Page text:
Endocrine System

Learning Objectives: - Differentiate between exocrine and endocrine glands. - Describe the structure of the thyroid gland. - Explain how thyroxine is produced, regulated and state its functions. - Differentiate the symptoms of hypothyroidism and hyperthyroidism.

• Overview: The Body’s Long-Distance Regulators • An animal hormone – Is a chemical signal that is secreted into the circulatory system and communicates regulatory messages within the body • Hormones may reach all parts of the body – But only certain types of cells, target cells, are equipped to respond • Exocrine glands release their secretion into ducts. • Endocrine glands release their secretion, hormones into the bloods

• Insect metamorphosis – Is regulated by hormones

• The endocrine system and the nervous system act individually and together in regulating an animal’s physiology • A gland which is both endocrine gland exocrine gland is pancreas. • Animals have two systems of internal communication and regulation – The nervous system and the endocrine system

The main endocrine glands in the human body
PITUITARY GLAND THYROID GLAND

PANCREAS

TESTES

OVARIES

• The nervous system – Conveys high-speed electrical signals along specialized cells called neurons • The endocrine system, made up of endocrine glands – Secretes hormones that coordinate slower but longeracting responses to stimuli via the bloodstream

• The endocrine and nervous systems – Often function together in maintaining homeostasis, development, and reproduction

• Specialized nerve cells known as neurosecretory cells – Release neurohormones into the blood • Both endocrine hormones and neurohormones – Function as long-distance regulators of many physiological processes

• A common feature of control pathways – Is a feedback loop connecting the response to the initial stimulus • Negative feedback – Regulates many hormonal pathways involved in homeostasis – High concentration of a hormone or some other substance inhibits further secretion.

• Four major classes of molecules function as hormones in vertebrates – – – – Proteins and peptides (ADH and TSH) Amines (from tyrosine) derived from amino acids Steroids (from cholesterol) Prostaglandins (derivates from fatty acids)

• Signaling by any of these molecules involves three key events – Reception – Signal transduction – Response

Endocrine Disorders
• Hyposecretion – abnormally reduced output of hormones • Hypersecretion – abnormally increased output of hormones

The thyroid gland • Located in the neck. Consists of two lobes located on the ventral surface of the trachea • Secretes thyroxine, which contains iodine. • The secretory cells form follicles, in which inactive precursor of the hormone, thyroglobulin, is stored before being converted into thyroxine and released into bloodstream. • Numerous capillaries lie between the follicles, their thin walls in close contact with the thyroid cells.

• The hypothalamus and anterior pituitary – Control the secretion of thyroid hormones through two negative feedback loops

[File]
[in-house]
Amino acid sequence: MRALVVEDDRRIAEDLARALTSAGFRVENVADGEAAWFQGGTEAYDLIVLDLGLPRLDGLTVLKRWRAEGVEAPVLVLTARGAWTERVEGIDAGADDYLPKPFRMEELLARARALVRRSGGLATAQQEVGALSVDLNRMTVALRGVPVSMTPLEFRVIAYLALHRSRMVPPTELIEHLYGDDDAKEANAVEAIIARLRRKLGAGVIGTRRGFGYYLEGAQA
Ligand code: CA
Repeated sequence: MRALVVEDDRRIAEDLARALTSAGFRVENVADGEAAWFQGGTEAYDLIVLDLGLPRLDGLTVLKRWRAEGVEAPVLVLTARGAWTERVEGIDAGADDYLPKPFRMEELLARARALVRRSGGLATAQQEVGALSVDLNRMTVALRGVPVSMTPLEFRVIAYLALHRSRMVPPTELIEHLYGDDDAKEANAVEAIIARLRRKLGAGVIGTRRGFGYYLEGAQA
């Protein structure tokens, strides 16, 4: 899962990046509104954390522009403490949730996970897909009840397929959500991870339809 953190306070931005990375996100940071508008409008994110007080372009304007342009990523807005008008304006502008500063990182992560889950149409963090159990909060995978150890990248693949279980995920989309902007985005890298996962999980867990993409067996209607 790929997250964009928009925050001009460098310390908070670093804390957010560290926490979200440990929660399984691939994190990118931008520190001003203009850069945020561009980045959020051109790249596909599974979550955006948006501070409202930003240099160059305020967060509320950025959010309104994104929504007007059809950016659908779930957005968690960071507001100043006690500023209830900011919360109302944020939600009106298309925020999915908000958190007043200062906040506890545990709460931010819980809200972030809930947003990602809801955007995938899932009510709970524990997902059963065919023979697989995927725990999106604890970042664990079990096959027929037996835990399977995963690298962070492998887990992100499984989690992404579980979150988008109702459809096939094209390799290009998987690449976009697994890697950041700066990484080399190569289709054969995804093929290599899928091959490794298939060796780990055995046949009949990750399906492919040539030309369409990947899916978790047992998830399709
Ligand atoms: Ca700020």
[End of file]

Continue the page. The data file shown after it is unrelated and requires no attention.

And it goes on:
Hypothalamus

Anterior pituitary

TSH

Thyroid

T3 +

T4

How thyroxine is produced? - Thyroid cells takes up tyrosine and iodide ions from the blood by active transport. - Once inside the thyroid cells, iodide is oxidized into iodine. - Iodine is incorporated into thyroglobulin. - Thyroglobulin is transferred by exocytosis into the follicle and stored. - When the body needs thyroxine, thyroglobulin is taken up by endocytosis into the thyroid cells and is converted into thyroxine and secreted into the bloodstream when instructed by the TSH (Thyroid Stimulating Hormone). Thyroid cells contains a protease which removes the conjugated protein, thus allowing the free hormone to be released.

Functions of thyroxine - Thyroxine controls the basal metabolic rate (BMR), and is therefore important in growth. - If undersecretion – hypothyrodism. - Causes: damaged thyroid gland, iodine deficiency - If occurs during teenagers – patient is physically and mentally retarded – called cretinism - If occurs in adult – effect is not serious because the growth has completed – called myxoedema. Symptoms are decreased metabolic rate, increased subcutaneous fat, skin is coarse, physical and mental sluggishness.

- If oversecretion called hyperthyroidism. - Causes: thyroid tumour - Symptoms are exophthalmos (bulging of the eye anteriorly), goitre, increased metabolic rate, thin (loss of body fat), heart rate increased, physical and mental restlessness. • The thyroid gland also produces calcitonin –Which functions in calcium homeostasis

• Hyperthyroidism, excessive secretion of thyroid hormones – Can cause Graves’ disease in humans

Primary hypothyroidism

Cretinism

The control of thyroxine production • The secretion of thyroxine into the bloodstream is triggered by TSH. • TSH is produced by pituitary gland (anterior lobe). Production of TSH is regulated by throxine. • If thyroxine in blood decreased, it stimulates the pituitary to produce TSH ------ TSH in the blood increased ------ thyroid activity increases ----- more thyroxine produced. • If thyroxine increases in the blood ---- it inhibits the pituitary to produce TSH ---- TSH in the blood reduced ------ thyroid activity reduces ---- less thyroxine produced.

Learning Objectives: - Describe the structure and importance of the pituitary gland. - State the hormones produced by the organs in the human body and its functions. - Explain the model of hormonal action for steroid and peptide hormones.

Cell-Surface Receptors for Water-Soluble Hormones
• The receptors for most water-soluble hormones – Are embedded in the plasma membrane, projecting outward from the cell surface

SECRETORY CELL

Hormone molecule VIA BLOOD Signal receptor

TARGET CELL Signal transduction pathway

Cytoplasmic response

OR

(a) Receptor in plasma membrane
Nuclear response

DNA

NUCLEUS

• Binding of a hormone to its receptor – Initiates a signal transduction pathway leading to specific responses in the cytoplasm or a change in gene expression

Intracellular Receptors for Lipid-Soluble Hormones
• Steroids, thyroid hormones, and the hormonal form of vitamin D – Enter target cells and bind to specific protein receptors in the cytoplasm or nucleus

• The protein-receptor complexes – Then act as transcription factors in the nucleus, regulating transcription of specific genes
SECRETORY CELL

Hormone molecule VIA BLOOD

TARGET CELL

Signal receptor Signal transduction and response DNA

mRNA NUCLEUS

(b) Receptor in cell nucleus

Synthesis of specific proteins

• The hypothalamus and the pituitary gland – Control much of the endocrine system